Disclosure: I received a review copy of I Believe in a Thing Called Love from Pansing Books, a regional distributor, in exchange for an honest review. This does not affect my opinion of the book or the content of my review.I Believe in a Thing Called Loveby Maurene Goo• contains 325 pages• published by Macmillan Publisherson May 30, 2017• classified as Romance, Humour, Contemporary, Young Adult• obtained through Pansing Books• read as ARC• shelve on Goodreads
A funny young adult novel about a Korean-American girl who uses K-Drama techniques to snag the boyfriend of her dreams.
Desi Lee knows how carburetors work. She learned CPR at the age of five. As a high school senior, she has never missed a day of school and never had a B. But in her charmed school life, there's one thing missing—she’s never had a boyfriend. In fact, she’s a known disaster in romance, a clumsy, stammering humiliation magnet.
When the hottest human specimen to have ever lived walks into her life one day, Desi decides it's time to tackle her flirting failures. She finds her answer in the Korean dramas her father has watched obsessively for years — in which the hapless heroine always seems to end up in the arms of her true love by episode ten.
Armed with her “K Drama Rules for True Love,” Desi goes after the moody, elusive artist Luca Drakos. All's fair in love and Korean dramas, right? But when the fun and games turn to feelings, Desi finds out that real-life love is about way more than just drama.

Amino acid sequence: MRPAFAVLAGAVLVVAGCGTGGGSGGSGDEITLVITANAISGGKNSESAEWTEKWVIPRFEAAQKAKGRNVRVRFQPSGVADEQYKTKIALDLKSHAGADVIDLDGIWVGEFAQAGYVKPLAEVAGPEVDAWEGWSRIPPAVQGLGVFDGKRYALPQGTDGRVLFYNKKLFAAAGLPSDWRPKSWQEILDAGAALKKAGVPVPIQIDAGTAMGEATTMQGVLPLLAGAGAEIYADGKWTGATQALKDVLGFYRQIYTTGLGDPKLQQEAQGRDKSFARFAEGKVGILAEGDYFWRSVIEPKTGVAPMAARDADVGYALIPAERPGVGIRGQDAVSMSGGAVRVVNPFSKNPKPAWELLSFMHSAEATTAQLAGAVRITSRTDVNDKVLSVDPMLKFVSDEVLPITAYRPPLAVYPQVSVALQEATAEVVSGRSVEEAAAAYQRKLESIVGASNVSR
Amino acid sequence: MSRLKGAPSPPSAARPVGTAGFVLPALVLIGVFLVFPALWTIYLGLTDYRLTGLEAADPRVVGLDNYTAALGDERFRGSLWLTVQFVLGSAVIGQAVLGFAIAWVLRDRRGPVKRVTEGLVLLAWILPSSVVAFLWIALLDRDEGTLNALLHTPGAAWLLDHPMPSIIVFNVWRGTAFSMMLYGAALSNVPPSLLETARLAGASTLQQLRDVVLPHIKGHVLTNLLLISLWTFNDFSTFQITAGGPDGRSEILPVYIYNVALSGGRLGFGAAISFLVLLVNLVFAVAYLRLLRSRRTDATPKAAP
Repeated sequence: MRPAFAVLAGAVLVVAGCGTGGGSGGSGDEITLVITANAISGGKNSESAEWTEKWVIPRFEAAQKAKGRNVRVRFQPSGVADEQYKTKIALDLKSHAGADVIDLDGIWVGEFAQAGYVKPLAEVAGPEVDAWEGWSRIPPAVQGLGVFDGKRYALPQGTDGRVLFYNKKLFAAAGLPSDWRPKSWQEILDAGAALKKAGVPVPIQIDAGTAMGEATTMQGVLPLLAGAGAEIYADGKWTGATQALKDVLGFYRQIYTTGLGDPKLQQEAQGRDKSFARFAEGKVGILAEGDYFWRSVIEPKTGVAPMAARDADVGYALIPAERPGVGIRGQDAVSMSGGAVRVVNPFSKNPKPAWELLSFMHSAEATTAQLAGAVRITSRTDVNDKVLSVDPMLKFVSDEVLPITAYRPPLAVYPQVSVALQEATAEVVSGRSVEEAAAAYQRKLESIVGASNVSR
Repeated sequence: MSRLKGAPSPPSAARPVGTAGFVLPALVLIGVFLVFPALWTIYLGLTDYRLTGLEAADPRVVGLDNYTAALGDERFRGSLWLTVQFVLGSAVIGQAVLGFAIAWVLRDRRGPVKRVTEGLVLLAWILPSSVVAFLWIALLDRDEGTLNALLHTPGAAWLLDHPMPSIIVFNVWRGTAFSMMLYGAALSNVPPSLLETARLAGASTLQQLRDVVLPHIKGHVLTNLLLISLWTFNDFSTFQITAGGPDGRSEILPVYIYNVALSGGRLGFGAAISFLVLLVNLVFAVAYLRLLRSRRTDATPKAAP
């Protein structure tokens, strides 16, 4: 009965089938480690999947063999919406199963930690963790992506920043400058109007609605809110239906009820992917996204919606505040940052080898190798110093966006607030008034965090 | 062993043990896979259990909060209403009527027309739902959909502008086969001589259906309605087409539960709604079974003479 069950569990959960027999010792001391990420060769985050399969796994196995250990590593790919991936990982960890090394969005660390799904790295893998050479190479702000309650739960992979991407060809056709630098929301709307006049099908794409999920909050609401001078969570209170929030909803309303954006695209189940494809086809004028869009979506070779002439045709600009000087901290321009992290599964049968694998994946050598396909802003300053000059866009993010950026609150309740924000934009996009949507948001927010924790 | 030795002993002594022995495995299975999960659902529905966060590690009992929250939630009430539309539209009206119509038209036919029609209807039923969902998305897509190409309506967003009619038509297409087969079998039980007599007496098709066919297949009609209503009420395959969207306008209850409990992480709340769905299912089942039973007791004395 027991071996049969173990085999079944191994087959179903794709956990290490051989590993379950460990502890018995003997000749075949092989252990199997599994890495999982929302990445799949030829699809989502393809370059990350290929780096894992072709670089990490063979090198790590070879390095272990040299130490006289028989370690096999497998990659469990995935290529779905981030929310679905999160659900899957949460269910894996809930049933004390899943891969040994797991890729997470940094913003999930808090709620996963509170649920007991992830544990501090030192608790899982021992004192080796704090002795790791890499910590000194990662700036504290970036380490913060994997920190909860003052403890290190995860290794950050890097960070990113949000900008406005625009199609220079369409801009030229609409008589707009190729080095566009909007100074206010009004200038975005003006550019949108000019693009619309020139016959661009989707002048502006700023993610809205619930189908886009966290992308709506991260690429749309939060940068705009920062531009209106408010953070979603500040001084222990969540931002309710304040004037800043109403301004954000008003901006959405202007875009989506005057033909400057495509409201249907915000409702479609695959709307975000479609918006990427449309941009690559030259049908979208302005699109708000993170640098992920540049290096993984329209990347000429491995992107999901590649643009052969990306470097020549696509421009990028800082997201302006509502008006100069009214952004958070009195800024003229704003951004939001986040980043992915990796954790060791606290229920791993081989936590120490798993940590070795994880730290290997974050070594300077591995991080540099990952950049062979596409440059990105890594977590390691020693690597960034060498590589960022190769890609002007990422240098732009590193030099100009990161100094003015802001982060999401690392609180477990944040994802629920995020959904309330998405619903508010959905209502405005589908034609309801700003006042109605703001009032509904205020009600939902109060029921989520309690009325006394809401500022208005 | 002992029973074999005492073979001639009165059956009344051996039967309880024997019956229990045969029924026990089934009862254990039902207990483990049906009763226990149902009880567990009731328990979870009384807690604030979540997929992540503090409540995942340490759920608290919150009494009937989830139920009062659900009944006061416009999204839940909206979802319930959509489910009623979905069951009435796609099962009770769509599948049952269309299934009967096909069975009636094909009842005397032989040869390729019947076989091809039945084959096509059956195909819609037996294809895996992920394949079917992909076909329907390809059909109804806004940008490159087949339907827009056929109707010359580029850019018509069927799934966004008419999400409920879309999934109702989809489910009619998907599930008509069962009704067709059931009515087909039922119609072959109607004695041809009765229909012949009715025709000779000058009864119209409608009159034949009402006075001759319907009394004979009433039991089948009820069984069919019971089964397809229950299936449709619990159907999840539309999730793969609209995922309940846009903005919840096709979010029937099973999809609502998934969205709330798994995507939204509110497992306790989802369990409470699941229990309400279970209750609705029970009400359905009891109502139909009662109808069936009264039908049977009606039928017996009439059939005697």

For the most part, I actually enjoyed I Believe in a Thing Called Love. Though, I must admit, I’m not into K-dramas, I still loved the cultural aspects. There are a lot of similarities between East and Southeast Asian cultures, so many aspects of Desi’s way of life felt familiar to me. However, her levels of being a control freak far exceeded that of anyone I know or have met. That’s exactly where hilarity ensued because things went way over the top with her.
Desi was so awkward and regularly embarrassed herself around boys she liked, she couldn’t picture herself finding love. Then the idea struck her that she should study Korean dramas to determine a blueprint for romance to follow. Naturally, that made I Believe in a Thing Called Love predictable on many fronts. That’s why the charm of the characters became doubly important.
The relationship Desi shared with her father exceeded that. On the flip side, her friends felt rather sidelined. As for Luca? I have a thing for artistic characters, but I wish there had been a bit more to him. Luca was a generic brooding, misunderstood love interest. Since the story was built on clichés, I expected the characters to rise above that. Sadly, they didn’t.
Also, part of me felt uncomfortable about Desi manipulating someone into liking her. Nevertheless, that’s the whole premise of the book, so I concede that it was inevitable. With that, I tried to let my discomfort slide. Armed with a massive of suspension of disbelief, I Believe in a Thing Called Love was hugely entertaining. I kept wondering how far Desi would go, and whether or not she would draw a line at some point. At the end of the day, you’ve got to admire that amount of dedication Desi had to achieving a goal.
So, to sum up I Believe in a Thing Called Love had its flaws but it made me laugh so hard. I much enjoyed the father-daughter dynamic, and I found comfort in reading about a character balancing two different cultures.